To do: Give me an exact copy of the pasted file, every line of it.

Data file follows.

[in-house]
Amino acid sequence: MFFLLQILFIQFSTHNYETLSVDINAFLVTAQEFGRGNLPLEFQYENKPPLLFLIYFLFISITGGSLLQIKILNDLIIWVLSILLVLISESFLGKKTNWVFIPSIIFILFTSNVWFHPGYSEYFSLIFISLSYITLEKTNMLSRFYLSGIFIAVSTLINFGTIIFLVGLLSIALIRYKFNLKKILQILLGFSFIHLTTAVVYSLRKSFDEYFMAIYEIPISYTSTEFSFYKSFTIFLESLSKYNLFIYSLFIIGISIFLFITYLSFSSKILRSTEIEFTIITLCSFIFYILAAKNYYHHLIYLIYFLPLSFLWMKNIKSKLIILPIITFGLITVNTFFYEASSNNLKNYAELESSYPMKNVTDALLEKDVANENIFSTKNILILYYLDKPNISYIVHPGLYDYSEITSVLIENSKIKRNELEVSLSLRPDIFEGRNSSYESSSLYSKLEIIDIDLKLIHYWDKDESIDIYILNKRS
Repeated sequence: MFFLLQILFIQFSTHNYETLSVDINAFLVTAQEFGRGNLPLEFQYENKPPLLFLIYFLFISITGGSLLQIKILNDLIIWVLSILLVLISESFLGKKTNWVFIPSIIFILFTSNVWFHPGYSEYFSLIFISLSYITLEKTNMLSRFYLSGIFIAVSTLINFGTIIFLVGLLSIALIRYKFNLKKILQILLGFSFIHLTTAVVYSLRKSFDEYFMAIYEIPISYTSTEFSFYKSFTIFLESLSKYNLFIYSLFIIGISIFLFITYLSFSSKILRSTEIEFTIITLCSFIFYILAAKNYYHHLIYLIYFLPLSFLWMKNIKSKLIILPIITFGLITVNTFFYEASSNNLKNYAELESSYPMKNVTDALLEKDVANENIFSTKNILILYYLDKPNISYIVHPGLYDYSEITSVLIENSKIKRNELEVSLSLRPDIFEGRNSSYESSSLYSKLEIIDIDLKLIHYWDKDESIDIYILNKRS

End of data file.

[in-house]
Amino acid sequence: MFFLLQILFIQFSTHNYETLSVDINAFLVTAQEFGRGNLPLEFQYENKPPLLFLIYFLFISITGGSLLQIKILNDLIIWVLSILLVLISESFLGKKTNWVFIPSIIFILFTSNVWFHPGYSEYFSLIFISLSYITLEKTNMLSRFYLSGIFIAVSTLINFGTIIFLVGLLSIALIRYKFNLKKILQILLGFSFIHLTTAVVYSLRKSFDEYFMAIYEIPISYTSTEFSFYKSFTIFLESLSKYNLFIYSLFIIGISIFLFITYLSFSSKILRSTEIEFTIITLCSFIFYILAAKNYYHHLIYLIYFLPLSFLWMKNIKSKLIILPIITFGLITVNTFFYEASSNNLKNYAELESSYPMKNVTDALLEKDVANENIFSTKNILILYYLDKPNISYIVHPGLYDYSEITSVLIENSKIKRNELEVSLSLRPDIFEGRNSSYESSSLYSKLEIIDIDLKLIHYWDKDESIDIYILNKRS
Repeated sequence: MFFLLQILFIQFSTHNYETLSVDINAFLVTAQEFGRGNLPLEFQYENKPPLLFLIYFLFISITGGSLLQIKILNDLIIWVLSILLVLISESFLGKKTNWVFIPSIIFILFTSNVWFHPGYSEYFSLIFISLSYITLEKTNMLSRFYLSGIFIAVSTLINFGTIIFLVGLLSIALIRYKFNLKKILQILLGFSFIHLTTAVVYSLRKSFDEYFMAIYEIPISYTSTEFSFYKSFTIFLESLSKYNLFIYSLFIIGISIFLFITYLSFSSKILRSTEIEFTIITLCSFIFYILAAKNYYHHLIYLIYFLPLSFLWMKNIKSKLIILPIITFGLITVNTFFYEASSNNLKNYAELESSYPMKNVTDALLEKDVANENIFSTKNILILYYLDKPNISYIVHPGLYDYSEITSVLIENSKIKRNELEVSLSLRPDIFEGRNSSYESSSLYSKLEIIDIDLKLIHYWDKDESIDIYILNKRS